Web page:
The Russian-Uzbek drills took place at the Termez field training camp, located in the southernmost mountainous region of the country. Some 1,500 Russian and Uzbek servicemen honed their tactical skills in the five-day exercise, which began on Monday.
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The drills were focused on strengthening the cooperation between the Russian and Uzbek military, which were tasked with fending off mock terrorist groups. Footage from the scene shows commando units disembarking from Mi-171 and H-215 helicopters onto rough terrain, then searching for and destroying the enemy before heading on foot to their extraction point.
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The multinational ground troops were using hardware supplied by the Uzbek side, but received heavy air support from Russia. Four Tu-22M3 strategic bombers were filmed taking part in the drills, with the aircraft taking off an airfield in Russia’s southern region of Saratov and flying some 2,000km (1,240 miles) to the Termez testing grounds.
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The drills are taking place amid growing instability in the Central Asian region, and have received top-level attention. Russia’s Chief of Staff, General Valery Gerasimov, came to Uzbekistan on a two-day visit to meet senior officials and reiterate Moscow’s support for its Commonwealth of Independent States allies.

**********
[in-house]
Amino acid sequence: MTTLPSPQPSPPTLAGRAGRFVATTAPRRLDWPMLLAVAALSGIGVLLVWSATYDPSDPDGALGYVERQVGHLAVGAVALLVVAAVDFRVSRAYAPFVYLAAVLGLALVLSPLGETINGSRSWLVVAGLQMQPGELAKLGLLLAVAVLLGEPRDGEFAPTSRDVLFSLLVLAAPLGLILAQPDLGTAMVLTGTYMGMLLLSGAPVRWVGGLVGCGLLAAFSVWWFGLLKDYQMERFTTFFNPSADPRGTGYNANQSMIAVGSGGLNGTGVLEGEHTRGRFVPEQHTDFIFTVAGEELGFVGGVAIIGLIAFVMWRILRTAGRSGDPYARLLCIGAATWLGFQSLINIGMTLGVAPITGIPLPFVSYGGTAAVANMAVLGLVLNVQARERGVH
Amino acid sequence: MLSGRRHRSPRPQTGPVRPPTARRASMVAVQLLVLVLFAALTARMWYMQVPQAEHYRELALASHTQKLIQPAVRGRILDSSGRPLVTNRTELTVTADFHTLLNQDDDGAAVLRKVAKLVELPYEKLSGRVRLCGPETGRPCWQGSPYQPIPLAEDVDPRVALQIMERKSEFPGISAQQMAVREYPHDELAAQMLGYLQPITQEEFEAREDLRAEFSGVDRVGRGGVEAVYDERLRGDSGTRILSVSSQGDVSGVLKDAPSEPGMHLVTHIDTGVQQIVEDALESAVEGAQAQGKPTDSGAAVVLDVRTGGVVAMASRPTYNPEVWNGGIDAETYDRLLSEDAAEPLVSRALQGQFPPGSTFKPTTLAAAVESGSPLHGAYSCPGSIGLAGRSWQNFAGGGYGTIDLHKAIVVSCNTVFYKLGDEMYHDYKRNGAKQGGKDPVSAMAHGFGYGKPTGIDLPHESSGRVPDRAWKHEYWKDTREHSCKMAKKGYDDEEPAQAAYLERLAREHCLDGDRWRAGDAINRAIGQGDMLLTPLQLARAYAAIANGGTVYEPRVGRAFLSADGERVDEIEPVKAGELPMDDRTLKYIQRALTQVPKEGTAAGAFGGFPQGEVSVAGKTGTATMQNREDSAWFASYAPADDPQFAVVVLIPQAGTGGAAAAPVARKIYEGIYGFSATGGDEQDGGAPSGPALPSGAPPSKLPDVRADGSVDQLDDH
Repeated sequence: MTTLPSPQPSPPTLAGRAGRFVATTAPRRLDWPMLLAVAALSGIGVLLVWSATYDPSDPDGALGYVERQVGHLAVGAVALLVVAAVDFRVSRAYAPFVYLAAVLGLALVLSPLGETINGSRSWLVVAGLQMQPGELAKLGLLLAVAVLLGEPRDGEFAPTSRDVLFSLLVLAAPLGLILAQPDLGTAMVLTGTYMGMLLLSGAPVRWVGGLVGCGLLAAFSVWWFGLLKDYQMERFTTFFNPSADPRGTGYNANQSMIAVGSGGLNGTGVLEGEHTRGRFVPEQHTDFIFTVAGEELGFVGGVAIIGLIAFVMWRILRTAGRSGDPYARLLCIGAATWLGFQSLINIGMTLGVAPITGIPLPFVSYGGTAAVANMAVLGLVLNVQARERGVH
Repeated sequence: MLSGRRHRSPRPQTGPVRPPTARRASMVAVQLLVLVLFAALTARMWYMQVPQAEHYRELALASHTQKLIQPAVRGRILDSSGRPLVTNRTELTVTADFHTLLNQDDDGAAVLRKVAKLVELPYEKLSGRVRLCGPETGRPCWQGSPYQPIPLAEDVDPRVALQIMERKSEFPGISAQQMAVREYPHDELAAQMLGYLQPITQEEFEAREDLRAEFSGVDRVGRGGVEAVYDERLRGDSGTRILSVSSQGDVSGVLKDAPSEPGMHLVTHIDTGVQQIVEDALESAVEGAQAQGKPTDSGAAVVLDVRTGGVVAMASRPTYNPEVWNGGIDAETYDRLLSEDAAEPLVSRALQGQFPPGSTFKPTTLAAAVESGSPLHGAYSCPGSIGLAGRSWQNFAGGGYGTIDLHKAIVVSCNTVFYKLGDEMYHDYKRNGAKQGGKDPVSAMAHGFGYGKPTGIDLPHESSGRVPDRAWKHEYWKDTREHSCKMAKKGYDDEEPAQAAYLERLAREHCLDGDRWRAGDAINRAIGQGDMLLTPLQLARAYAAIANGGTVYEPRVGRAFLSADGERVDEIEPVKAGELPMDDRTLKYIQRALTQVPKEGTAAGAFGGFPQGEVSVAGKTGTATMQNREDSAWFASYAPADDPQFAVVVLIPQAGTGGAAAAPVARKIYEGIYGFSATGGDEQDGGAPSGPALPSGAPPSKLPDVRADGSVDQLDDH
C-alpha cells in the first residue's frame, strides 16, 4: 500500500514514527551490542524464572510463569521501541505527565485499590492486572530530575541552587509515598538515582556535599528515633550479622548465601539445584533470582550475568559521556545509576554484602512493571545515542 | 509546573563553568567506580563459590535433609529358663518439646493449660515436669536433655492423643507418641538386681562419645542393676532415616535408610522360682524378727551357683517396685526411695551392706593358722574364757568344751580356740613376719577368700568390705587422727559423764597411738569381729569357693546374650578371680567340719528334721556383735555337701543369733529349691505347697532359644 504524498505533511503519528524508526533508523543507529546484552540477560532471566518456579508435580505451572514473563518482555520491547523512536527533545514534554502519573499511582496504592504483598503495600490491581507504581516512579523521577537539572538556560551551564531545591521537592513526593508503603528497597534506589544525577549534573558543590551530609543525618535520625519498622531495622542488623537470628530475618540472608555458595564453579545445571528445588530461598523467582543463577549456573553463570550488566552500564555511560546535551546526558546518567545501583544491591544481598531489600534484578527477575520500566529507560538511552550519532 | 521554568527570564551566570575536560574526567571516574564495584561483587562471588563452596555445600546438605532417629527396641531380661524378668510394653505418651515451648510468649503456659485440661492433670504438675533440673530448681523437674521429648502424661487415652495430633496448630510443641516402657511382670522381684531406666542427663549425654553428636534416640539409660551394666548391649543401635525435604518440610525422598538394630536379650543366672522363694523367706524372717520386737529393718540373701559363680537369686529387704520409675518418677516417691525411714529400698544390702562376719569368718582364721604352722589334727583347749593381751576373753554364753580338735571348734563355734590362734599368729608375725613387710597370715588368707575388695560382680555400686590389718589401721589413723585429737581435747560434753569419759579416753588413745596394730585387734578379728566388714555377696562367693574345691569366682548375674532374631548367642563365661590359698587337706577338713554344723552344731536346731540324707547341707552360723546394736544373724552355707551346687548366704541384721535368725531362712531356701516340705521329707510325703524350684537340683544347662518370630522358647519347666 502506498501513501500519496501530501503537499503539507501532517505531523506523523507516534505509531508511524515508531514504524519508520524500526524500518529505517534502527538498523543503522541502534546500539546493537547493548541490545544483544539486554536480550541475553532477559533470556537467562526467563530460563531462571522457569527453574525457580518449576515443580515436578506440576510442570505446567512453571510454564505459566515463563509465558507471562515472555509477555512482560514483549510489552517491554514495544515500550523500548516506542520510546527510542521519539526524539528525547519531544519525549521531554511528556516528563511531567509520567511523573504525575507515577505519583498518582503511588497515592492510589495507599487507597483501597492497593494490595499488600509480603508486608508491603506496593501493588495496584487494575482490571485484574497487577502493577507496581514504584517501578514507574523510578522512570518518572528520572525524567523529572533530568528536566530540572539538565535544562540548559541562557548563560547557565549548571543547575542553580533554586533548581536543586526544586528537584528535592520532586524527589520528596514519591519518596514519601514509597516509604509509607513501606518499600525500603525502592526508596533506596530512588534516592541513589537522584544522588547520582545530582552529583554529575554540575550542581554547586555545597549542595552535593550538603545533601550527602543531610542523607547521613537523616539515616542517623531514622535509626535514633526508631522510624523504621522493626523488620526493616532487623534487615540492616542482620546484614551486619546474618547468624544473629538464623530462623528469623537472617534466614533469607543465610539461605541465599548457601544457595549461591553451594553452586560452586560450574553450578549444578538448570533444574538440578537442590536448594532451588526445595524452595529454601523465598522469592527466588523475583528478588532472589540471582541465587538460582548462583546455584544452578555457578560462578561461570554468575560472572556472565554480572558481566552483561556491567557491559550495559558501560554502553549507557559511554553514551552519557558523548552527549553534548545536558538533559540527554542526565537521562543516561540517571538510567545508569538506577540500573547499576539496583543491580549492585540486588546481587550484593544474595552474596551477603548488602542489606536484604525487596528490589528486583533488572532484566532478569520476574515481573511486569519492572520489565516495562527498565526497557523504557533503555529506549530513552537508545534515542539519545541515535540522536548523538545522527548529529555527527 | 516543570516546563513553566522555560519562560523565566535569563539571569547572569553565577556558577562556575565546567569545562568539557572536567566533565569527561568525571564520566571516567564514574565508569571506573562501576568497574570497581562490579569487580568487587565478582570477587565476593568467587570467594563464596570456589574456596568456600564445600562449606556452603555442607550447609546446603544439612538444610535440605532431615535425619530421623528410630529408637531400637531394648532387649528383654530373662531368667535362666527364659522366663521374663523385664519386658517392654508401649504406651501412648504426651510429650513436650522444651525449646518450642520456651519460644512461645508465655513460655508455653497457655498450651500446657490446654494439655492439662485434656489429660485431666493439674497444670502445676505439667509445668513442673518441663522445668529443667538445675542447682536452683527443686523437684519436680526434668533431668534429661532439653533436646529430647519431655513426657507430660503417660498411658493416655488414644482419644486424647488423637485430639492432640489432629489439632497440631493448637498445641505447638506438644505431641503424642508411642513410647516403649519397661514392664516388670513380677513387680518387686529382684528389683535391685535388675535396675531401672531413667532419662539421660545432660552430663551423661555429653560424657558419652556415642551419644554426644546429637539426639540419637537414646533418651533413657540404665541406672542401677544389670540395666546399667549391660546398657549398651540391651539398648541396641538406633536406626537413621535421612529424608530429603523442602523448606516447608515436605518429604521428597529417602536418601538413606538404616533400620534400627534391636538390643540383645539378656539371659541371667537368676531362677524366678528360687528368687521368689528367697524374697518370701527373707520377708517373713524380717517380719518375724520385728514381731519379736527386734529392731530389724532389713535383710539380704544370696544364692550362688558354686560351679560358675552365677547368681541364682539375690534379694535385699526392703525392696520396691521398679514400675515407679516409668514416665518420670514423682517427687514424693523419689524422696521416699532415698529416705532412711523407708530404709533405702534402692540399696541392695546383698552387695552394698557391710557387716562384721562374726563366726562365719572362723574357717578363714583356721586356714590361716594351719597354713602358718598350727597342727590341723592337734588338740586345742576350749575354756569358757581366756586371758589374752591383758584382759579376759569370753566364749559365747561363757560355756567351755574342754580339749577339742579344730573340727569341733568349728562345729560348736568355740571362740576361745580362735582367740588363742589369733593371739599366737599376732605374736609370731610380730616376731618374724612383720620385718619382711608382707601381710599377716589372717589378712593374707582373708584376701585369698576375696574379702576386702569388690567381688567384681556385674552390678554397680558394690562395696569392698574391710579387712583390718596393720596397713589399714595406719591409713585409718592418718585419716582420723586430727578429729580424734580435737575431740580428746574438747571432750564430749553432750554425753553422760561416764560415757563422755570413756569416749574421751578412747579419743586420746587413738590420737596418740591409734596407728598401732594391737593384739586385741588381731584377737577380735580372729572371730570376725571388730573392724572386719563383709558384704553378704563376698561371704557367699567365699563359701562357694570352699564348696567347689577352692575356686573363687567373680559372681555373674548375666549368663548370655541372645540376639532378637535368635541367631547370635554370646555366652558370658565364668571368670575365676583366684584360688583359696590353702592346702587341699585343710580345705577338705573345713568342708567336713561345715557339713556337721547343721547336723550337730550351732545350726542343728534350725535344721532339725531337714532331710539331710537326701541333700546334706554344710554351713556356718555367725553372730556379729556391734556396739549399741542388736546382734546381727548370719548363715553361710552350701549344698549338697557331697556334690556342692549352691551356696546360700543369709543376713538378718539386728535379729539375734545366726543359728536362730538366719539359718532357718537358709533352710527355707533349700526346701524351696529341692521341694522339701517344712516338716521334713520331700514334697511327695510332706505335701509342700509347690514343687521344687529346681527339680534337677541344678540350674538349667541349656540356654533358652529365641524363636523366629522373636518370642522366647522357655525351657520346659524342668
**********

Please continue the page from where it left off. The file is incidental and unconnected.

During a meeting with his Uzbek counterpart, Shuhrat Khalmukhammedov, Gerasimov said the drills were a response to “the deteriorating situation in the region,” and the troops needed “practice in repelling terrorist threats … both on the territory of Uzbekistan and on the territory of Tajikistan.” Russia has already increased its supply of weaponry and military hardware to the region under the existing cooperation framework, he added.
Just as the Termez exercise was about to conclude, another set of joint drills, involving the Russian, Uzbek and Tajik military, was launched in neighboring Tajikistan. The exercise, involving some 2,500 servicemen and around 500 pieces of hardware, is taking place at the Harb-Maydon training ground, close to Afghanistan’s border. Russian troops are mainly represented at the event by the personnel of the 201st military base, located in Tajikistan.
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The series of Central Asian drills is set against the backdrop of the deteriorating situation in Afghanistan, where the country’s government is struggling to stem the ongoing Taliban offensive. In the past 24 hours, government troops lost two provincial capitals to the militants: the city of Zaranj in the southwest and Sheberghan in the north.
Over the past few weeks, the group also captured multiple border crossings, taking large swaths of the Afghan frontier under its control, and prompting neighboring nations to tighten up security to prevent potential cross-border incidents.
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